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A Year Away From Your Family to Advance Your Career: What Women Physicians Have To Say and What They are Willing to Do

WMDR Post Confirms Women’s Commitment to Career Advancement

superwoman ready for great things

superwoman ready for great things

The WMDR March Newsletter polled our readers, “Would you live away from your family for a year or more for the sake of your career?”  The response was astonishing!  43% said “Yes”, 43% said no and 17% were not sure.  Fourteen unique women answered this question.  Granted we know little about them.  Are they married or have a partner?  Do they have children? Where in their career cycle are they?

So what information can really be gleaned from such a broad question, with no qualifiers to characterize these women?  And how valid is the opinion of a mere 14 women?

But first, some background as to how this question came about.  More than one of our WMDR coaching clients have been faced with these types of decisions.  “I want more training to do exactly what I love in medicine, but I have to leave my young child and husband for a year.”   Or, “I want to change career directions and found a great job in another city and could commute on the weekends.  My kid is in school and I don’t want to disrupt his life.” Or, “I have to start a new career because I really don’t like what I am  doing.”  Or, even, “I lost my job and have to leave the area.”

Each one of these reasons gives rise to a different set of circumstances to consider.  But what they all have in common is that these women did not give up.  They faced hard choices and all of them made the decision to stick with it.  This is no easy choice.

Today, thousands of doctors are moving around and even leaving the profession.  The reasons are many, but most are around the basic themes of other job opportunities (to move) or physician burnout (to quit).  And the myth is that women are disproportionately abandoning all their education and training to take the path of hearth and home.  It is clear from our small survey that this may not really be the case.  Are we telling the wrong stories?  Asking the wrong questions?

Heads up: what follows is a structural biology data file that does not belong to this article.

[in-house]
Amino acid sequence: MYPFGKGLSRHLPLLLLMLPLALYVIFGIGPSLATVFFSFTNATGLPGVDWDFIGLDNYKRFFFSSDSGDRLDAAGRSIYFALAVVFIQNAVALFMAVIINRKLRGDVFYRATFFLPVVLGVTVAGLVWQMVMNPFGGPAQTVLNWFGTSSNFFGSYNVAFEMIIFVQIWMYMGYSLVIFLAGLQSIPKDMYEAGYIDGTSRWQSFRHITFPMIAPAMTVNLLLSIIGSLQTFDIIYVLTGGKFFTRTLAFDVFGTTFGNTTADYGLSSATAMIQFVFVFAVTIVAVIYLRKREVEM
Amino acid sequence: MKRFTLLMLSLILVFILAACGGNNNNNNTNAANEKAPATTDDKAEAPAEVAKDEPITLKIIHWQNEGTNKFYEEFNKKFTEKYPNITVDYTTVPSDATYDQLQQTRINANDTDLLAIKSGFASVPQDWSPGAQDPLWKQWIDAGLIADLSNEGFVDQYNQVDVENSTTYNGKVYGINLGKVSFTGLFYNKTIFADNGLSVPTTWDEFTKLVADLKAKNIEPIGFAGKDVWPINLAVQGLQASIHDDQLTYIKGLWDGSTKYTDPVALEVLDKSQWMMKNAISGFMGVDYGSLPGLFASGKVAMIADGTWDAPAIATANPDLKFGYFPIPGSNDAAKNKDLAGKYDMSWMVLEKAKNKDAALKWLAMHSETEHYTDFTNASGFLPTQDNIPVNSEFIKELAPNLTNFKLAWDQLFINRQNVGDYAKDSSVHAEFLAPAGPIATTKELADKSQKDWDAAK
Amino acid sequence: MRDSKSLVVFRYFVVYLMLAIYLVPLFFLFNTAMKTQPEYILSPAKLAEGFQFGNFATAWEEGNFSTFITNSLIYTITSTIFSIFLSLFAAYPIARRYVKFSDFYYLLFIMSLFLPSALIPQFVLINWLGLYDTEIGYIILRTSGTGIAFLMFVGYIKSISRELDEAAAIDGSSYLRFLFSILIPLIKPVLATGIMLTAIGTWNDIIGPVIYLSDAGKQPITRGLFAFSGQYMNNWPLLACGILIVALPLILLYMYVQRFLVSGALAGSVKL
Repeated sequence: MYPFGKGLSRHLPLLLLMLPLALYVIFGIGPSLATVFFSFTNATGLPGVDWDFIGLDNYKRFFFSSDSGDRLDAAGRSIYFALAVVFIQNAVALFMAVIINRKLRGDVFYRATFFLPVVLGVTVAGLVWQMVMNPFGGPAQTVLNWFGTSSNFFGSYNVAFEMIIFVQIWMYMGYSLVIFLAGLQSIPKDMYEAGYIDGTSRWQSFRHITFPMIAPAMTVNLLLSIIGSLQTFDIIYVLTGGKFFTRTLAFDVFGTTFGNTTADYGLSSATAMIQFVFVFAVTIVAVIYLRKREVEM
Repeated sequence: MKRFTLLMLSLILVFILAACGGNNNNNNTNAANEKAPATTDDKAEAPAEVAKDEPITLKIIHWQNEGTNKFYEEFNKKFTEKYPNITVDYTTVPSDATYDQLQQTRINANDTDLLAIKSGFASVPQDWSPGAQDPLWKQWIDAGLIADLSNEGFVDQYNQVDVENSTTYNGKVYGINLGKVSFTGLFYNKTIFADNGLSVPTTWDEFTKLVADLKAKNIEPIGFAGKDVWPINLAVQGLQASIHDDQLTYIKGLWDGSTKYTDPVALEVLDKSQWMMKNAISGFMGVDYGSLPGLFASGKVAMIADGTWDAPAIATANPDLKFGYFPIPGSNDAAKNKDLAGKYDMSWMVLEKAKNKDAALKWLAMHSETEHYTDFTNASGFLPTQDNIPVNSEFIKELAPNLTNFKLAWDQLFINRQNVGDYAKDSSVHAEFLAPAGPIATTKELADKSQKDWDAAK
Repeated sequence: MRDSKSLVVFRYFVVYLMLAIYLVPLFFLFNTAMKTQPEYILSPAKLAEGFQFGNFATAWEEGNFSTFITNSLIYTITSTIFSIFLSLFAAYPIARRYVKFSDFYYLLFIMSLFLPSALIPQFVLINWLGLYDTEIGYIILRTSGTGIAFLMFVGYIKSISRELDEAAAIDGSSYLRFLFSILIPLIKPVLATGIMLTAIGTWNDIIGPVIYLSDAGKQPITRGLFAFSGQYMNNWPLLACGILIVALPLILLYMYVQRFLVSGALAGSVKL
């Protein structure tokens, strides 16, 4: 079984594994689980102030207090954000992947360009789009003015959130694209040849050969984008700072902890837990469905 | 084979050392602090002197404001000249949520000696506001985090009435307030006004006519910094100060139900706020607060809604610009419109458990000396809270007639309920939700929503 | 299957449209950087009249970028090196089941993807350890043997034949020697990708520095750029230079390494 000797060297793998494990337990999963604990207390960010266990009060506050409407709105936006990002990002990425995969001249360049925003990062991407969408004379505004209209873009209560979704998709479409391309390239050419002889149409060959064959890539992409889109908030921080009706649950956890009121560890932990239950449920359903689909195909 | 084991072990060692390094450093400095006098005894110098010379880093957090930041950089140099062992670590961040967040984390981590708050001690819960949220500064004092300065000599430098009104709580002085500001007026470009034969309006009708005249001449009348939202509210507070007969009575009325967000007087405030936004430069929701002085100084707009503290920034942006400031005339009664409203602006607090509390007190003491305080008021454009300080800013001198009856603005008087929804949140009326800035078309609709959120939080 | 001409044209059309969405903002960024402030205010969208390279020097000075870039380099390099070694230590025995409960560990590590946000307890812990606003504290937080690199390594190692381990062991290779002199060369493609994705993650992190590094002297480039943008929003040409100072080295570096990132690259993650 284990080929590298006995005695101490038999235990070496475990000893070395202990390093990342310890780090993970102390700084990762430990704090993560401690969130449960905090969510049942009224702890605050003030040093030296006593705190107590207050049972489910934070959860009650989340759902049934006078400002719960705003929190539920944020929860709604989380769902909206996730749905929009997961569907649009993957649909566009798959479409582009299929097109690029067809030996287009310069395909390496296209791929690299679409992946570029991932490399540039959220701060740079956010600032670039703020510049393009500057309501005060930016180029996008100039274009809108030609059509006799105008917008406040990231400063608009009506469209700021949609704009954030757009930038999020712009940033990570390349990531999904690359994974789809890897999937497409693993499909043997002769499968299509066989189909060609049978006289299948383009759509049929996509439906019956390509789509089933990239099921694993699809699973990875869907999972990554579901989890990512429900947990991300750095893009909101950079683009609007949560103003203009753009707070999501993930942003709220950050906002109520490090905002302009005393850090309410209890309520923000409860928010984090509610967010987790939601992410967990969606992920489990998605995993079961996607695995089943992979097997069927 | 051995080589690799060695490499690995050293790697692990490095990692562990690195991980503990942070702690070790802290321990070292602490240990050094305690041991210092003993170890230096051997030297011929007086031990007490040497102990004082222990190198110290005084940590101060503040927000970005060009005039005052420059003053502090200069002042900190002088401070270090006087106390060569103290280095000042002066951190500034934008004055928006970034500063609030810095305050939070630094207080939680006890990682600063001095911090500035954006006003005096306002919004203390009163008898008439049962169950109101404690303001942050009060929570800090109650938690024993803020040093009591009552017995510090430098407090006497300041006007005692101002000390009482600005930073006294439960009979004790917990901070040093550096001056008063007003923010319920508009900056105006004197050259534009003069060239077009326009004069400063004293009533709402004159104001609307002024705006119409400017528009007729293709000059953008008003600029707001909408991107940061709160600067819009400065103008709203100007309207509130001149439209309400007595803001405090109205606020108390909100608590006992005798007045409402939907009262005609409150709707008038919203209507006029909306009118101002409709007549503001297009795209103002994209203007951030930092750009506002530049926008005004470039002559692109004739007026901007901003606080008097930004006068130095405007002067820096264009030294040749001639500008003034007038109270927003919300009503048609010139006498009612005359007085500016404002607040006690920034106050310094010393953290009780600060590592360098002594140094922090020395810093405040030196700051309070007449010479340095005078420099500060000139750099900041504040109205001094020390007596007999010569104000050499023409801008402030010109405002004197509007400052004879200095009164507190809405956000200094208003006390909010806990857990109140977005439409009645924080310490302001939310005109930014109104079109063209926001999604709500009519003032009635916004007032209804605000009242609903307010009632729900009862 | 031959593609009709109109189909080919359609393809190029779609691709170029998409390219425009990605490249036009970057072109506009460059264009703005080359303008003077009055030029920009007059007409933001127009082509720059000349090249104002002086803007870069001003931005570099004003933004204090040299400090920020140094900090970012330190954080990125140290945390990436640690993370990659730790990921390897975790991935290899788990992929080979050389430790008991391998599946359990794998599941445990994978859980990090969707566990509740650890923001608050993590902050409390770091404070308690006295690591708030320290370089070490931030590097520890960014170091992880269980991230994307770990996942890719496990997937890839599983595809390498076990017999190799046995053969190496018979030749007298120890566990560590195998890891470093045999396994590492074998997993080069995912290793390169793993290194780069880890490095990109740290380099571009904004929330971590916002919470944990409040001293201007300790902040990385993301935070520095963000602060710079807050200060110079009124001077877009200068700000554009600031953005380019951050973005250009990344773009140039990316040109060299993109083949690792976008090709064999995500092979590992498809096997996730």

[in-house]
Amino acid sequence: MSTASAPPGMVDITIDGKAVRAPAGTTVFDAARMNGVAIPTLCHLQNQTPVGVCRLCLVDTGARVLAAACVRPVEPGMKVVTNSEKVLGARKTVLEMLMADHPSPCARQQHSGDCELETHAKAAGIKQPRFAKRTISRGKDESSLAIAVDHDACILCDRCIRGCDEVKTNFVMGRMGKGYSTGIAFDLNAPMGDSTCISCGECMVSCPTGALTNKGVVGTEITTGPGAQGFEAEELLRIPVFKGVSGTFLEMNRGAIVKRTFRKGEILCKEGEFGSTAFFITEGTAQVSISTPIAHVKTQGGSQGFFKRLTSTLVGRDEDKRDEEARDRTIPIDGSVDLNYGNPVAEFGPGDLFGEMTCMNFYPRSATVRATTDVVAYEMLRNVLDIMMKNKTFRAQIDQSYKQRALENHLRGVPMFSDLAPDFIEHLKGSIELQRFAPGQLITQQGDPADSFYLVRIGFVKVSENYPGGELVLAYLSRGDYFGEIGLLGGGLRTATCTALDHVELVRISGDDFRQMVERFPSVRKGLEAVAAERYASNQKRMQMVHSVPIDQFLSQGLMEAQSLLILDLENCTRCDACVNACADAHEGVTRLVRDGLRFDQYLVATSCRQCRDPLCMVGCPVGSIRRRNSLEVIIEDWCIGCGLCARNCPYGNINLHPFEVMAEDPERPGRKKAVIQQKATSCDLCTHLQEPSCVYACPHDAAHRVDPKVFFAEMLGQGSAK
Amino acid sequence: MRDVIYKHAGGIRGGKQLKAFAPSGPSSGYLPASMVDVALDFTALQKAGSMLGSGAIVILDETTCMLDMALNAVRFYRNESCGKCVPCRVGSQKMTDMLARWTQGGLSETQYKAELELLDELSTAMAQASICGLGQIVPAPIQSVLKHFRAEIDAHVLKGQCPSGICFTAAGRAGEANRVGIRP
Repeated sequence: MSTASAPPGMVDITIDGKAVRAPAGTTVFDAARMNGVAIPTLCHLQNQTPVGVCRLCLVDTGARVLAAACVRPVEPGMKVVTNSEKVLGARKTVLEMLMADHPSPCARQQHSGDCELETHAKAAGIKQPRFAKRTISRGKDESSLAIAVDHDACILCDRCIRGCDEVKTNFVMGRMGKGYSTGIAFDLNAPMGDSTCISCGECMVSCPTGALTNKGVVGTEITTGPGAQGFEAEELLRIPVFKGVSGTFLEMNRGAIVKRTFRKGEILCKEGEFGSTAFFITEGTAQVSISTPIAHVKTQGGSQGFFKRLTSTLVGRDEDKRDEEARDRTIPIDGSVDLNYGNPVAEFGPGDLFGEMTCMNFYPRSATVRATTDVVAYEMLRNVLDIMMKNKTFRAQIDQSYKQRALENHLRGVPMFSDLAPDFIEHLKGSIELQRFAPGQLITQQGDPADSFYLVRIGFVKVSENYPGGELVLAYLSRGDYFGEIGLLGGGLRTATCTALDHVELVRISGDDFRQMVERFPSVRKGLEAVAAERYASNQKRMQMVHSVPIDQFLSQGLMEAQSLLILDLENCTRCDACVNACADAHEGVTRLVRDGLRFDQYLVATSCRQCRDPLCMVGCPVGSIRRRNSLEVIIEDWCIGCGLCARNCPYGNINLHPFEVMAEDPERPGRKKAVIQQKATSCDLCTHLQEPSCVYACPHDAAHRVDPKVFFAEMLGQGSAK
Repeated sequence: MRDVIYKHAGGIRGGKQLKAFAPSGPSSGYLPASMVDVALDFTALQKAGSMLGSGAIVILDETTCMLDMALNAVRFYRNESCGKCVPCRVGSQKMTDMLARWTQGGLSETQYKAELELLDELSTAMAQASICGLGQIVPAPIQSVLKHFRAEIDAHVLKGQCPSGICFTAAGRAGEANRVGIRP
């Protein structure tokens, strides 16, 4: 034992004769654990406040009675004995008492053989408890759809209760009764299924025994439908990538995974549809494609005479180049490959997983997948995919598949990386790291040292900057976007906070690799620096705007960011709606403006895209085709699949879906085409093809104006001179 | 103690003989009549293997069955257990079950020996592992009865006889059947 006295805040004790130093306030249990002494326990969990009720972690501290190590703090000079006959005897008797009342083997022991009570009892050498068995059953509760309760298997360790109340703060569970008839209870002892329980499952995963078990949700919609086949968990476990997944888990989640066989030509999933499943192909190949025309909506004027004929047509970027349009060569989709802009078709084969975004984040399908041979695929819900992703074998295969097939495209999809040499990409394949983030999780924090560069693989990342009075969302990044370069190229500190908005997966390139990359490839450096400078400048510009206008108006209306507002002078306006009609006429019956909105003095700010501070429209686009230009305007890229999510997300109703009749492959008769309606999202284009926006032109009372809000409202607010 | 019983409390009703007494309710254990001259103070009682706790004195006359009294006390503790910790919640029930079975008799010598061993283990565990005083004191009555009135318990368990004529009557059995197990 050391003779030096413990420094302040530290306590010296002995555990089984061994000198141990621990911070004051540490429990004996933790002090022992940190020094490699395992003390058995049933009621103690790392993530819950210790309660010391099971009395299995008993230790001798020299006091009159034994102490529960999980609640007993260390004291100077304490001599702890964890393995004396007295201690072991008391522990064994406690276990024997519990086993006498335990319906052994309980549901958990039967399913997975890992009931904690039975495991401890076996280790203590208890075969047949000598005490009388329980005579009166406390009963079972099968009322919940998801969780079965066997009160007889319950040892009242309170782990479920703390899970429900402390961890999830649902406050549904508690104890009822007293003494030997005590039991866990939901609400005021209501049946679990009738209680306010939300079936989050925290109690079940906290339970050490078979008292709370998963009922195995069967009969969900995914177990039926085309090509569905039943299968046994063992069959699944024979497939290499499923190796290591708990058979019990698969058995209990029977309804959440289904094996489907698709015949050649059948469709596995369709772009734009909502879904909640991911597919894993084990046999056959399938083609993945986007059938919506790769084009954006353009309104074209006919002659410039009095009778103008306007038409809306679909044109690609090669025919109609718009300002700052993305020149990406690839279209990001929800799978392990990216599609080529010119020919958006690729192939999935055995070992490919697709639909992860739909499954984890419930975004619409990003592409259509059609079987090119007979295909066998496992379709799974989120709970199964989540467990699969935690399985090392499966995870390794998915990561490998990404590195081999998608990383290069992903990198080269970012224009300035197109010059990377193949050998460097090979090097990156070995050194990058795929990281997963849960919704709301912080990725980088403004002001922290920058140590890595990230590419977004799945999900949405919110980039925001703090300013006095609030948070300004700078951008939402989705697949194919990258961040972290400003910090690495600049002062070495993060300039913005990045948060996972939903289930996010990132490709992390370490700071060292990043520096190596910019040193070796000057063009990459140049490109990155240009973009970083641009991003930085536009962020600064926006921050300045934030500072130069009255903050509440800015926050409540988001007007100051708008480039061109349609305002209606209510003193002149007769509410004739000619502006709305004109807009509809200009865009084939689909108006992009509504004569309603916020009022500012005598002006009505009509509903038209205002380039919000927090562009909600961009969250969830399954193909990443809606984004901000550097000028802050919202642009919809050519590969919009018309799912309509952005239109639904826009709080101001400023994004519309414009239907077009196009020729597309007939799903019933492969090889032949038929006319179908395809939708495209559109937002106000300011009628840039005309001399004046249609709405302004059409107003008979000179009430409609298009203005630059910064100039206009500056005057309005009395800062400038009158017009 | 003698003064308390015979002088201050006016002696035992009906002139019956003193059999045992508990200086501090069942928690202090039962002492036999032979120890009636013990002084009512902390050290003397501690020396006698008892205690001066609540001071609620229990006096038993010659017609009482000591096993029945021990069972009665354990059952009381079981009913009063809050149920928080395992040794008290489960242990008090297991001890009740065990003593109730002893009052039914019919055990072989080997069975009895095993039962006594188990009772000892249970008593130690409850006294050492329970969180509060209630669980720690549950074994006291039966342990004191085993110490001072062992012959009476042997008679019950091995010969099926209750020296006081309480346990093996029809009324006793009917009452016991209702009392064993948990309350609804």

It’s time to find out about the work habits and experiences of women physicians and how and why they make their decisions.  Assigning action and motive to this ever increasing demographic is demoralizing, unfair and a not too subtle form of gender bias.

We must help these women in their choices.  One young woman surgeon who is taking a fellowship and is leaving her new, small family for an extra year of training–create new work scenarios for her choice to live apart during that time.  Her new program was amazingly helpful–they really wanted her and all she had to do is ask.  Another woman, much later in her career fashioned a 2 year “sabbatical” from clinical work to pursue an extraordinary leadership role, which she has leveraged to an exciting “retirement” career in medicine.

With these “wins” come too many less favorable stories.  Too many women deal with leaving their “jobs” and starting over–early, middle and late career.  Harassment, discrimination, and just plain old, “You don’t fit in.”  “You are no longer needed in our new reorganization.”  “You are not a partner and we are not doing well.”  Each situation left them with no where to go in the short term.  Some found the strength to re-group.  Others did not.

Women in developing countries often leave their families for a better life.  We support them because it is out of necessity to live their dreams. Why not support women physicians with the same dreams (or nightmares)?  We all have difficult choices and women doctors make them often enough to indicate that we are committed to all of our roles–wives, mothers daughters, and as women physicians.

2 Notes

  1. I am spending a year away for my career. Only time will tell the value of the decision. It was the best one I could make at the time.

  2. Great article!


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